Does Macbeth offer a moral lesson?

Does Macbeth offer a moral lesson? 

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dule05 eNotes educator| Certified Educator

Shakespeare's Macbeth can be viewed as a study of human nature and its corruption. The play explores various themes, such as appearance versus reality and the perils of unrestrained ambition. We could argue the play does provide us with a moral lesson. Macbeth seems to warn us that one must not succumb to one's perilous "black and deep desires" because if we do, we are likely to put aside all the values we should stand by. 

Macbeth, the main character of the play, is guided by his unchecked ambition to become the king of Scotland at any cost. He knows murdering his relative and benevolent king would be a great sin, but he is willing to risk anything in order to gain power and control.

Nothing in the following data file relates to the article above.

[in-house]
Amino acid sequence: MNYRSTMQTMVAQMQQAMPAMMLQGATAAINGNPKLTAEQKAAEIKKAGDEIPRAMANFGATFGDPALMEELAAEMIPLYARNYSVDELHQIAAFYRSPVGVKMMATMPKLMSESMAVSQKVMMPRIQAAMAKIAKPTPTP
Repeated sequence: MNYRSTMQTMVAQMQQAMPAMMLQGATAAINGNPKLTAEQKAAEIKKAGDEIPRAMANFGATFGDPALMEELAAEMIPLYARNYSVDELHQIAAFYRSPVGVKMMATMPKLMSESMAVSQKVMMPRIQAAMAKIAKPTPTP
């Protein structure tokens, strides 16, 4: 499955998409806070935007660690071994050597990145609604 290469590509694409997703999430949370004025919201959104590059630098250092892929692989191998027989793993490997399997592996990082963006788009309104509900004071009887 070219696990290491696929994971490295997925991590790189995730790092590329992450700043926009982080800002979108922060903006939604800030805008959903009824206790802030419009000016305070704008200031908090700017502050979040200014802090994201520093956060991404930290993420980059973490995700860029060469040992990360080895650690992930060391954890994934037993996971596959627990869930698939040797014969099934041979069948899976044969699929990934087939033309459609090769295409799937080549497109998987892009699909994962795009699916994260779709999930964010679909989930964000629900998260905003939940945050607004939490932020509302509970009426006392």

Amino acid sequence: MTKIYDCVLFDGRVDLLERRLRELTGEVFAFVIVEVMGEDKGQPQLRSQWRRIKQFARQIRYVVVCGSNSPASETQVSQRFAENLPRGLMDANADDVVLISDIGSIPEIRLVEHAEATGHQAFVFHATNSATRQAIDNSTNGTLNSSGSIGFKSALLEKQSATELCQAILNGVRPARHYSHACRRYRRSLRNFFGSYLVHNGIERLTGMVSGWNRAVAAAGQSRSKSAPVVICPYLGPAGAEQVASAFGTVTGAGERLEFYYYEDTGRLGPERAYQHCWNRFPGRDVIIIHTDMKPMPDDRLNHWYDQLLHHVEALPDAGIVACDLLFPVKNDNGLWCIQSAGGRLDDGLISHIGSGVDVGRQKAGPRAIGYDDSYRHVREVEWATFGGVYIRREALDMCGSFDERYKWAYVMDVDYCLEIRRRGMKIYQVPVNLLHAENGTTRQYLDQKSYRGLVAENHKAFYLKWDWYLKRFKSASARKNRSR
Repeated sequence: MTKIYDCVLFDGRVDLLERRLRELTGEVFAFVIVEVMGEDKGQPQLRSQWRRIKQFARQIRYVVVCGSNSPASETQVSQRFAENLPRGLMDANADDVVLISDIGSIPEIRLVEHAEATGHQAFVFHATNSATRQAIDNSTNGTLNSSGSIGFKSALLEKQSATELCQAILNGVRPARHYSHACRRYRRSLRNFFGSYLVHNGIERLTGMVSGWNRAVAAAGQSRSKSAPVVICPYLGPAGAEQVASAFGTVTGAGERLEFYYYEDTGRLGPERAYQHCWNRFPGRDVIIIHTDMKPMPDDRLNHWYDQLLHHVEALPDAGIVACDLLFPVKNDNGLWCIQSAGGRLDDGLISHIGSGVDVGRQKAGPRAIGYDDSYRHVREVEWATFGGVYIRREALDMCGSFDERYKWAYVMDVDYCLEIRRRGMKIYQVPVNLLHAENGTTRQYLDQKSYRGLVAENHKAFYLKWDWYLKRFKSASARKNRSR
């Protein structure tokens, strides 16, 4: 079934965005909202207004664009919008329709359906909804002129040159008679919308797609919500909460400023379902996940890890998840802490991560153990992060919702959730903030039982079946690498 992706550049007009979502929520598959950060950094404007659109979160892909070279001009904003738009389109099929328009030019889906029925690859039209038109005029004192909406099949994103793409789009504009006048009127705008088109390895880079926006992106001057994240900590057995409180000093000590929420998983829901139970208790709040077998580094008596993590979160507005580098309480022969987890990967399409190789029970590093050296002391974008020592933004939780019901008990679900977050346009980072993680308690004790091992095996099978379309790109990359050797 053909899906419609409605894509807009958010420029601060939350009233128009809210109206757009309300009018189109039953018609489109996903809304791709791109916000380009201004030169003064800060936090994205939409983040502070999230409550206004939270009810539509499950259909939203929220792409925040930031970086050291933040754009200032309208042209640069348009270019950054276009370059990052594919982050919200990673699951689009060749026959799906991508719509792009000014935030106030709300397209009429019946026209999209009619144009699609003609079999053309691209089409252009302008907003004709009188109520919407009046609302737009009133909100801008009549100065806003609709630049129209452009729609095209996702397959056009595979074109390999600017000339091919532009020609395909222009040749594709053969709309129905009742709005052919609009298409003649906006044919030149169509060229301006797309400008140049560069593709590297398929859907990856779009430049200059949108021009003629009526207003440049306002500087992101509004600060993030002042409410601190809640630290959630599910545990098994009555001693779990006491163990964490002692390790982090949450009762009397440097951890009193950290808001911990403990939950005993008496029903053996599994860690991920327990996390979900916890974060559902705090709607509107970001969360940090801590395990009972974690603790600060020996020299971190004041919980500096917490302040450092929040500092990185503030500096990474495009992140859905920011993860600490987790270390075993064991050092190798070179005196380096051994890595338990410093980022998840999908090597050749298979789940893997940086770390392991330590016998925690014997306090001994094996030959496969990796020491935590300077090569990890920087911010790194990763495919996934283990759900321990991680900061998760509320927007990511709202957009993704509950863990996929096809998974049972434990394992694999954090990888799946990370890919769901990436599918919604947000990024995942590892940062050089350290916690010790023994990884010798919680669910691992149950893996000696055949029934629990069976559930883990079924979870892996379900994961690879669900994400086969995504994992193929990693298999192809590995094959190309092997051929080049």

When Macbeth obtains the supremacy he desperately wants, he is hungry for more. He cannot stop. He believes others will endanger his position, so he must eliminate anyone who could potentially harm or usurp him. He starts having hallucinations as a result of resorting to murdering innocent people to maintain his power.

Shakespeare shows us that, once Macbeth gains power unlawfully, he triggers the beginning of his own demise. By embracing evil, Macbeth rejects humanity and his life becomes meaningless, as we can see from his confession in Act V. Soon after that, his death becomes inevitable.